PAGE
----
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Breeding Systems Debated

BIF symposium discusses pros and cons of straight-breeding,
crossbreeding in a commercial setting.

Nearly 500 cattle industry stakeholders met in Oklahoma City, Okla., June 12-15 for the Beef Improvement Federation (BIF) 45th Annual Research Symposium and Convention. Themed “Where Profit and Progress Intersect,” this year’s opening general session featured the current debate on whether commercial cattlemen should use crossbreeding or straight-breeding programs.

“I’m a friend to any producer who has a reasonable breeding plan and sticks to it, whether it is a crossbreeding plan or a straight-breeding plan,” said Tom Brink, president of JBS Five Rivers Cattle Feeding, as he explained breeding programs from the cattle feeder’s perspective.

Cattle bred without a plan for quality are a cattle feeder’s biggest problem. He said that 70%-80% of all packer profits come from value-added beef premiums. Commodity beef is essentially a breakeven exercise. Read more.

Forage Crop Insurance Deadline Approaching

Livestock producers have until July 15 to insure for the fall growing season.

Livestock producers considering adding a layer of protection against drought loss on annual forage crops have an insurance deadline ahead, according to a Texas A&M AgriLife Extension Service specialist.

The Rainfall Index – Annual Forage insurance plan, referred to as RI-AF, is a risk policy designed to provide livestock producers the ability to buy protection against losses due to a lack of moisture, said DeDe Jones, AgriLife Extension risk management specialist in Amarillo. Read more.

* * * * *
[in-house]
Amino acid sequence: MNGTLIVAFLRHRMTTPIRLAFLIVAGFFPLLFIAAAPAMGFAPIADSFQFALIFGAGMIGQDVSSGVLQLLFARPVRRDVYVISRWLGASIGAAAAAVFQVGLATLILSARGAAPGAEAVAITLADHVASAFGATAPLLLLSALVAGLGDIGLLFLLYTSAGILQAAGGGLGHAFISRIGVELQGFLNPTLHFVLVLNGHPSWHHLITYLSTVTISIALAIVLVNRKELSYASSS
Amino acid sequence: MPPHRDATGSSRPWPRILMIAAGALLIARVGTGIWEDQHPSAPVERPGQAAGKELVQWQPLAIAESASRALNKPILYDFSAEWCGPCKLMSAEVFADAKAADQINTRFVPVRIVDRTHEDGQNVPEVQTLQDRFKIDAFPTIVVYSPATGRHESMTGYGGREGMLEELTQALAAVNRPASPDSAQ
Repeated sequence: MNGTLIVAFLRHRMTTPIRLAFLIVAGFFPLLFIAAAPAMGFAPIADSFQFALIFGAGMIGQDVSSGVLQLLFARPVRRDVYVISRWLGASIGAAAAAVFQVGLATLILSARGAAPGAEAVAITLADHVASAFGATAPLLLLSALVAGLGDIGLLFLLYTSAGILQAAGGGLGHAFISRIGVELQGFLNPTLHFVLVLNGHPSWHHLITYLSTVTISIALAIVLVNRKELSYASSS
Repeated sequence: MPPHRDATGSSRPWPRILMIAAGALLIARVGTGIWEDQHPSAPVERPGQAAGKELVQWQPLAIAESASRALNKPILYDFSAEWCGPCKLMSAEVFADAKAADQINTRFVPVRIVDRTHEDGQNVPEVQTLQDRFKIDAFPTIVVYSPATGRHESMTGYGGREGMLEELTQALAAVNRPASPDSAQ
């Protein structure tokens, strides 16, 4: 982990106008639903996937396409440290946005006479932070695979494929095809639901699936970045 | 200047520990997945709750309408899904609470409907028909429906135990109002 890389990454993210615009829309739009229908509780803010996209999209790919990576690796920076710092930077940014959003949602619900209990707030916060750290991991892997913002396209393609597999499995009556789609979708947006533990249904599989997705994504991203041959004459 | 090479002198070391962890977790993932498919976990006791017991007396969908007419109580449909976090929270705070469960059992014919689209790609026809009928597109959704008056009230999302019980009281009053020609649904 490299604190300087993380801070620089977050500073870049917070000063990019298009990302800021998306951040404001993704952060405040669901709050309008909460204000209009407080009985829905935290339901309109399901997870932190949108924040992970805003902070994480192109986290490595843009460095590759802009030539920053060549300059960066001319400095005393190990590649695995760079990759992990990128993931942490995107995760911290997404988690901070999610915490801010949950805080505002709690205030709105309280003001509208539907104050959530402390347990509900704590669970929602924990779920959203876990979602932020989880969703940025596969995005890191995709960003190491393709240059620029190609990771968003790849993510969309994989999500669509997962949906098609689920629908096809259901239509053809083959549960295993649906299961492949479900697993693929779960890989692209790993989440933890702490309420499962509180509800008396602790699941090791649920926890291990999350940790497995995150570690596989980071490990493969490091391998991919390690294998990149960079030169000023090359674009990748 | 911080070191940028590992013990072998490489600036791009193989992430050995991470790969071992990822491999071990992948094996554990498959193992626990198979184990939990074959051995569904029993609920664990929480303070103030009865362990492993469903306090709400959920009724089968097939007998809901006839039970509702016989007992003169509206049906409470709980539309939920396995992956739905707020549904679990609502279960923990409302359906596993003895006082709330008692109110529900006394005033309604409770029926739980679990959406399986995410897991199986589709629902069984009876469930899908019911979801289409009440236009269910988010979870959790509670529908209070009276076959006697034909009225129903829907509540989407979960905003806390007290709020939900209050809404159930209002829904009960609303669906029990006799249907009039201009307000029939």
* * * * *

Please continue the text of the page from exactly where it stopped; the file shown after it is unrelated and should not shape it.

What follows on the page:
Richard Dyar

Richard Dyar

Association Perspective

Just ask.

As suppliers of genetics (bulls) to commercial cattlemen, we at the American Angus Association and our membership of registered-Angus breeders realize and accept the responsibility and opportunity this relationship provides.

When addressing commercial cattlemen, I encourage them to ask their Angus genetic supplier (the Angus breeder) for all the information and genetic needs that they deem important to their individual operation. Then just ask your Angus breeder for recommendations and documentation as to which bulls in their inventory meet your needs. Angus breeders work hard to collect individual birth weights, weaning weights, yearling weights, breeding records, ultrasound, DNA analysis and more to provide this information to their commercial customers. Read more.